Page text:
2. The global population is increasing In 2015, as indicated by the World Bank, the global population was estimated to be 7.347 billion. In 2005, this was estimated to be 6.514 billion. That was the expansion of 0.833 billion people in just 10 years. With this increase, it is logical to expect that the demand for nonwoven products like medical supplies, hygiene products, automobiles and infrastructure products like geotextiles will keep on rising. Currently, 26 per cent of the population is under 14 years of age, which means that the demand for nonwoven diaper products is expected to remain high.
3. The population is also aging As per World Bank, while most of the population (65.6 per cent) is between 15 and 64 years of age, 8.4 per cent population was more than 65 years old in 2015. This has an impact on adult incontinence products in addition to the demand for medical nonwoven products. Moreover, life expectancy is growing as well. As indicated by the US Social Security Administration, around one in four Americans who are 65 years old today will live past the age of 90 and one in every 10 Americans will live to be older than 95 years.
4. Several large countries are building infrastructure India and China are growing at an accelerated rate with a large quantity of nonwoven product requirements in civil engineering applications, building constructions and geotextiles applications.
5. Furniture applications in PP nonwovens may witness significant growth PP nonwovens are used for manufacturing furniture & bedding construction, sheeting, arms and back, dust covers, insulators, blankets, spring wraps, acoustical wall coverings and table decoration. These applications are expected to see significant growth in the future.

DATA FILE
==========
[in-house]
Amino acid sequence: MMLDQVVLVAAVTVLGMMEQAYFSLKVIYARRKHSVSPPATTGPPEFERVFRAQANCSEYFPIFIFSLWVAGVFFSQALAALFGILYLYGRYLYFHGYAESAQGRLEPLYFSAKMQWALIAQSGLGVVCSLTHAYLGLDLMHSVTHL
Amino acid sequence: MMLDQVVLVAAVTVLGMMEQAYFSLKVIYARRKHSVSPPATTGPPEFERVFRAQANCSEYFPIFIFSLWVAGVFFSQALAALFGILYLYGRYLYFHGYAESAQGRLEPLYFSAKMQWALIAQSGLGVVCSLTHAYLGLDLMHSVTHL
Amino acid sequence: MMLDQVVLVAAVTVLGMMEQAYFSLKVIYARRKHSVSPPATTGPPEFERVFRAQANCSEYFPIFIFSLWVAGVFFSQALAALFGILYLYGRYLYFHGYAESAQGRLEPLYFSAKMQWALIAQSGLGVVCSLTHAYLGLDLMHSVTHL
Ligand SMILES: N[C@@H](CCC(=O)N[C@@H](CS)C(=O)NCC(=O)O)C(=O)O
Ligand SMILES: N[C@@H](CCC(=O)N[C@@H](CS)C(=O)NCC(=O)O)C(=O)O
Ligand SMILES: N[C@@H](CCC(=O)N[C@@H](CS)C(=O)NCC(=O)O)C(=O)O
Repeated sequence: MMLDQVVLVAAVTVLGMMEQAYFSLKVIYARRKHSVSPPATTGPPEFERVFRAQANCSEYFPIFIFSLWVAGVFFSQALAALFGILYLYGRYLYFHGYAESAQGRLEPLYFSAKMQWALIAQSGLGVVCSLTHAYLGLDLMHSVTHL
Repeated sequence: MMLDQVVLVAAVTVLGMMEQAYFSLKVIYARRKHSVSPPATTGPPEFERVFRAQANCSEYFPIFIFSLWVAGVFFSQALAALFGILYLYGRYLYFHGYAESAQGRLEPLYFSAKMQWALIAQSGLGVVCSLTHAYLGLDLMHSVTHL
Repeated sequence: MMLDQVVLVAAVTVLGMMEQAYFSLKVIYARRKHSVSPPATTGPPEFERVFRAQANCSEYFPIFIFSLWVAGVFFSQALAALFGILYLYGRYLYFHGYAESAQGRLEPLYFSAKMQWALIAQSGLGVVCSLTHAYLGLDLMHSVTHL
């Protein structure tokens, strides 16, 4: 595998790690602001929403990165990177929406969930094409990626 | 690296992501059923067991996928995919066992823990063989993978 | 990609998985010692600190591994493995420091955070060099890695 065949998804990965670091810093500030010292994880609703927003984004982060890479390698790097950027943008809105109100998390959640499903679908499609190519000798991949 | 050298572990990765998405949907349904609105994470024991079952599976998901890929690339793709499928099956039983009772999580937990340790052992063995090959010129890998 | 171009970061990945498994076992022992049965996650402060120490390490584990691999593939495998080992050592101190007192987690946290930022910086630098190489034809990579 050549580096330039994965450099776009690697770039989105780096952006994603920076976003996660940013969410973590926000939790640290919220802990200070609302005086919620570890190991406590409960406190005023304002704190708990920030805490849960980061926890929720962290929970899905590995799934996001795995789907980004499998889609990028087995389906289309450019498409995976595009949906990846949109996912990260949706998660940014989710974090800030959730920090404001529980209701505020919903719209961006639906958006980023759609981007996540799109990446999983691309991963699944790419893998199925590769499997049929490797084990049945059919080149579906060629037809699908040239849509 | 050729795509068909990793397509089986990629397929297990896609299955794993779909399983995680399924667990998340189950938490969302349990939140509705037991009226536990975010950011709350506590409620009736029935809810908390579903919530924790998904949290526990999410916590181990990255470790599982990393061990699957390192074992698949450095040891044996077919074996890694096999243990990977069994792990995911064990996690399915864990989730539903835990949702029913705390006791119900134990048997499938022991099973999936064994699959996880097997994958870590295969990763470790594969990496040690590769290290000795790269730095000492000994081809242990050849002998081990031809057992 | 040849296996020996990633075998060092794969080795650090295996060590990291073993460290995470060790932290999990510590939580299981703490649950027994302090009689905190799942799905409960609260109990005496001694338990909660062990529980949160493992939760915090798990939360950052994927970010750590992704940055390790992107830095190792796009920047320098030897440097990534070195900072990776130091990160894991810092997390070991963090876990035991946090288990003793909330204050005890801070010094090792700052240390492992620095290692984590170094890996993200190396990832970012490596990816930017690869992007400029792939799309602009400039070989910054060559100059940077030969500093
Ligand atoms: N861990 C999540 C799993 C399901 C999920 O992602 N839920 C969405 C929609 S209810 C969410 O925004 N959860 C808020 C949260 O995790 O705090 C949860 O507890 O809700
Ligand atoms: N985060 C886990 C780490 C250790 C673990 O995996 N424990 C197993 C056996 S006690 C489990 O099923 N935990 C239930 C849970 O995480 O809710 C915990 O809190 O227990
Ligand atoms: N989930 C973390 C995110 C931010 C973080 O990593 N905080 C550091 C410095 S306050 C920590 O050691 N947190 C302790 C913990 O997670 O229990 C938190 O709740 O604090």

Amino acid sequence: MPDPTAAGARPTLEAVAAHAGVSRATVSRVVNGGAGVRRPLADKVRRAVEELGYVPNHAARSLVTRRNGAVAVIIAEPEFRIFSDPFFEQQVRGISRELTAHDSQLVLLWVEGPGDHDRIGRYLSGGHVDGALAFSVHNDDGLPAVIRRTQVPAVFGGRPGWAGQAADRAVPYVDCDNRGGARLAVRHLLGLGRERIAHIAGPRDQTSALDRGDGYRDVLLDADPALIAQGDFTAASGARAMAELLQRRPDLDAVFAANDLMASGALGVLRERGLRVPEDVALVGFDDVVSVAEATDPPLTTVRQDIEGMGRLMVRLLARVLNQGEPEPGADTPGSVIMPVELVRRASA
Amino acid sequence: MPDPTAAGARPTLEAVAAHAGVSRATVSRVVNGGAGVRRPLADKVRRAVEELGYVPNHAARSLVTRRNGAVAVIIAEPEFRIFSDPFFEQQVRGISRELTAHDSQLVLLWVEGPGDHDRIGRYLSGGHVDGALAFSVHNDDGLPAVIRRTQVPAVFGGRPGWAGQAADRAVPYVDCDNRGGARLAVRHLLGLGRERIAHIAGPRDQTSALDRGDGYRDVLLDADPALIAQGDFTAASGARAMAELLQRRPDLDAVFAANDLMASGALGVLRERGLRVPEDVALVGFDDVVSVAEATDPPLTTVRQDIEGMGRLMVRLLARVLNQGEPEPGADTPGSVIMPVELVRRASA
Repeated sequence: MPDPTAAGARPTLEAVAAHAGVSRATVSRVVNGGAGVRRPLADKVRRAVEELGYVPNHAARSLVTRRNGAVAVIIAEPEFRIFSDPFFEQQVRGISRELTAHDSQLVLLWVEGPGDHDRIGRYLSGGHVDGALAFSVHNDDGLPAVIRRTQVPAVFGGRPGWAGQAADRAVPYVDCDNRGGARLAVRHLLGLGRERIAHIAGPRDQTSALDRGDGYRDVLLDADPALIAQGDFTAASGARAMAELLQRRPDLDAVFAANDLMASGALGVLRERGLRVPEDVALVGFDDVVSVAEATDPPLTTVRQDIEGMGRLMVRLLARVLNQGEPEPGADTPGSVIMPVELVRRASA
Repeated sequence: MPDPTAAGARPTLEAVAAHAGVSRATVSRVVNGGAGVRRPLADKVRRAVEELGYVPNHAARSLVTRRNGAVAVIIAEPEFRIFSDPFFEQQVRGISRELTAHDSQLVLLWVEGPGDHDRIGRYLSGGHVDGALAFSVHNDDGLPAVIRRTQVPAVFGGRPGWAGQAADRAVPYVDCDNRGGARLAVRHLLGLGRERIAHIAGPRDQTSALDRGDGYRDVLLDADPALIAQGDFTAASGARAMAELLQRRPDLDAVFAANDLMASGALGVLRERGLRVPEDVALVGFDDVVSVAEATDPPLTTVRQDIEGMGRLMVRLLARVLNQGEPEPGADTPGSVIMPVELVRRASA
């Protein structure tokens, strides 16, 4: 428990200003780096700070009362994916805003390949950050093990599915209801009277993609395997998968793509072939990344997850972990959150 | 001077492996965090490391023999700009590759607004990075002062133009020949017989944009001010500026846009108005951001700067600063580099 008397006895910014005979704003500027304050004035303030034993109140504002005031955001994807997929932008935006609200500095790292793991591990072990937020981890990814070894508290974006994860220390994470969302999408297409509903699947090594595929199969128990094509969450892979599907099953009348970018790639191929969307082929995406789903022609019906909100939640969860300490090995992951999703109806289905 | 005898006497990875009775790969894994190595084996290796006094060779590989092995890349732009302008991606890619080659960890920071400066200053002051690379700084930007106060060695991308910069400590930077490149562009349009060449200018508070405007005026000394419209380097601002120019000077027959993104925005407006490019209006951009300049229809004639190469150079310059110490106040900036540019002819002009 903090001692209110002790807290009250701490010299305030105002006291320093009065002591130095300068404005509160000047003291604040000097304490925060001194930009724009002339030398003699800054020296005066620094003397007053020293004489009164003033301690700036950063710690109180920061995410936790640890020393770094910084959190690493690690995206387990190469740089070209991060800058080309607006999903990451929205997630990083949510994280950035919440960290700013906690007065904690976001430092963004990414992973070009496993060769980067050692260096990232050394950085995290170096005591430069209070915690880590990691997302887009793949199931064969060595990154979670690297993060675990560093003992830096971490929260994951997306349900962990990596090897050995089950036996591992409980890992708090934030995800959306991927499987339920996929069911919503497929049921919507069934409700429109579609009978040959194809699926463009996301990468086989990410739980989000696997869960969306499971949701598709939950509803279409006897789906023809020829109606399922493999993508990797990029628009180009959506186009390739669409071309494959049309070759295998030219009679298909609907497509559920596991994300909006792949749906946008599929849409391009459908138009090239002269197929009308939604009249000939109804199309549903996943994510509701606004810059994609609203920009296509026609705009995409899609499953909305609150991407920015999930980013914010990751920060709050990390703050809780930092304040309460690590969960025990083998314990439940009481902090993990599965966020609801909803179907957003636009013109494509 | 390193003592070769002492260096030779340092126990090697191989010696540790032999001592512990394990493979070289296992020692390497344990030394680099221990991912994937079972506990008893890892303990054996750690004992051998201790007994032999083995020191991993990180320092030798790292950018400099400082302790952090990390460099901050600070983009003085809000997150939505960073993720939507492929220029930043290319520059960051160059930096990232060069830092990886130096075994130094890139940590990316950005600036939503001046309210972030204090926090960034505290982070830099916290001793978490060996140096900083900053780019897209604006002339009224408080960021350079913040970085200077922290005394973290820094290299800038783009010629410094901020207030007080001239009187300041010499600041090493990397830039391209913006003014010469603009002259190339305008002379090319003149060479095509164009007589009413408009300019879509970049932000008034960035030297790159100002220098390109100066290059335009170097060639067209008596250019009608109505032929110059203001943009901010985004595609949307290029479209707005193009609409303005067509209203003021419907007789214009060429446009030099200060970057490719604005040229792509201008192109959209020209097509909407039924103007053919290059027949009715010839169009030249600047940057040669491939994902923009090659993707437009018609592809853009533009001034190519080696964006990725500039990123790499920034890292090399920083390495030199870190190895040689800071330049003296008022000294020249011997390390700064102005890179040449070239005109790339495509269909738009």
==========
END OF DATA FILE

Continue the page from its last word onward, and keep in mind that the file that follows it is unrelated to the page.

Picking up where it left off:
6. Increasing number of surgical procedures This has been acting as one of the major factors driving nonwovens demand in the medical industry. The medical nonwoven products will remain the component of choice in future for giving required protection because of their ability to create barriers either by the structure or from an additional active coating for personal protective apparel.
Bright future ahead
There is a tremendous scope for growth in the nonwovens segment of the textiles industry. Over the last few years, nonwovens have been one of the fastest growing segments of the industry. Asia is the biggest consumer of nonwovens and it will keep on growing with a healthy growth rate in coming years. China and India are the major markets within Asia and they together represent more than two-third of the total nonwovens consumption in Asia. It's an excellent time to be involved in nonwoven product manufacturing. Like never before, innovation and investment are critical as the market continues to expand. The future is brilliant for nonwovens.